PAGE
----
Sending the kids out the back door and welcoming them at the front was one of the traditions I read about and started for our family last year. This year, I added the "surprise" of the model airplanes in their backpacks to celebrate the special occasion. Next year, I will probably tweak things a bit, or will add something else as well to help make that first day special, memorable and meaningful for each of my boys.

A Happy Birthday and Celebration of Fall.

My 3 guys in Gruene, TX - 2010

Glimpse of Fall - Taken in Virginia, 2005

First off, I want to wish my husband a very happy birthday today--may your 33rd year of life bring with it many blessings and much happiness. Thank you for being such an amazing husband, my best friend, and an awesome father to our 2 boys. I love your servant's heart--how much you want to serve God and serve others. I love your sense of humor and how you bring immeasurable joy to our household each and every day. I cannot imagine my life without you, Dr. Cubmaster, Ph.D. You have enriched it more than I could have ever thought possible. God definitely knew what he was doing when he had our paths cross 11 1/2 years ago. :)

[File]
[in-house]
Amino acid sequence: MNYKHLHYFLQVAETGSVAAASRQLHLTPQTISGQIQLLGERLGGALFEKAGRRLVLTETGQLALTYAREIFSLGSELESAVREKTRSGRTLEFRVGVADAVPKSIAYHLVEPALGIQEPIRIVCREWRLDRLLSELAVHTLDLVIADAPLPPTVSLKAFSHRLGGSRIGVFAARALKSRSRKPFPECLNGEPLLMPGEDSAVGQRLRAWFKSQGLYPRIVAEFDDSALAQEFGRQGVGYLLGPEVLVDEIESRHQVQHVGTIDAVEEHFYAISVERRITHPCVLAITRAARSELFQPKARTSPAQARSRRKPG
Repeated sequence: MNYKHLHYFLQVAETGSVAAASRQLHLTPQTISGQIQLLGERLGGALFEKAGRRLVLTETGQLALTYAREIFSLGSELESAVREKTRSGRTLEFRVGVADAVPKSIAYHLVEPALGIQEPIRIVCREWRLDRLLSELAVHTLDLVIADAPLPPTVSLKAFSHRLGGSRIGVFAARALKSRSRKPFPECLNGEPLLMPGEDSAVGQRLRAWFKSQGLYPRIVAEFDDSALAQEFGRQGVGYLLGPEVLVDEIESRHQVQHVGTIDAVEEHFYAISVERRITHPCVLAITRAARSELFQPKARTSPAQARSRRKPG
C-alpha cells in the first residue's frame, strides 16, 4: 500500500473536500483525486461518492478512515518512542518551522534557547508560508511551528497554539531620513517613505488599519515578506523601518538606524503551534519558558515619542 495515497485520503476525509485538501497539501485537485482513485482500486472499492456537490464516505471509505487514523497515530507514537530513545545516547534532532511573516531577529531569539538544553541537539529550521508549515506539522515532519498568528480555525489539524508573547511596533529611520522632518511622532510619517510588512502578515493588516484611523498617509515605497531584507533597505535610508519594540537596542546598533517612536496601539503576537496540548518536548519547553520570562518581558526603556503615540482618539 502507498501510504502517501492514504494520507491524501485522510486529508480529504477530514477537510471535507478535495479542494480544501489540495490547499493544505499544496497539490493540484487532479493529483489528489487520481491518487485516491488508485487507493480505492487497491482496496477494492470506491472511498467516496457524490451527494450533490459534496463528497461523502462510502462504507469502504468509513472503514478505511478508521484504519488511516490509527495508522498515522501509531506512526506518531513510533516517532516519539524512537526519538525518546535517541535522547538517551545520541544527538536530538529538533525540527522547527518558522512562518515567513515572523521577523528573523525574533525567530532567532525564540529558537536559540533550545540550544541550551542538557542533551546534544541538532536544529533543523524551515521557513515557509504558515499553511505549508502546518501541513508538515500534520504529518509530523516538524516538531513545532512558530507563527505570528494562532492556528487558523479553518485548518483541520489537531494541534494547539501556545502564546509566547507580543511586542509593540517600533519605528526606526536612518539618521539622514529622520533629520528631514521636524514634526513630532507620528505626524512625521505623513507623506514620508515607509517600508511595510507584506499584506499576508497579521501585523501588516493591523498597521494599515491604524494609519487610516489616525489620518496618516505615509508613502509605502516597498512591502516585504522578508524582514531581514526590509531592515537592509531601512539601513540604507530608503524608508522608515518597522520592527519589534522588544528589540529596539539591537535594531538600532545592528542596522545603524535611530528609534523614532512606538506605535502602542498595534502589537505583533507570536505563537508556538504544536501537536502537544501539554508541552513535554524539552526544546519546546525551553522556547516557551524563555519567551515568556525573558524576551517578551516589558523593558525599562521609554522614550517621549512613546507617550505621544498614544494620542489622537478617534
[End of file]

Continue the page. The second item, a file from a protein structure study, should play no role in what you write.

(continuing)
P.S. You don't look a day over 25!

Secondly, yesterday ushered in the first day of my favorite season--autumn. Sadly enough though, it's a season that I don't really get to experience where I currently live. So, I'll bring out photographs of fall scenes I have experienced in years past, bake my favorite fall treats, light fall-scented candles and will imagine the sights, smells and the feel of autumns of years past. That, and I'll excitedly wait for my trip to Boston next month--guess that the quote from the VeggieTales song The Pirates Who Don't do Anything where they sing "...and I've never been to Boston in the fall" will no longer ring true for me. ;-)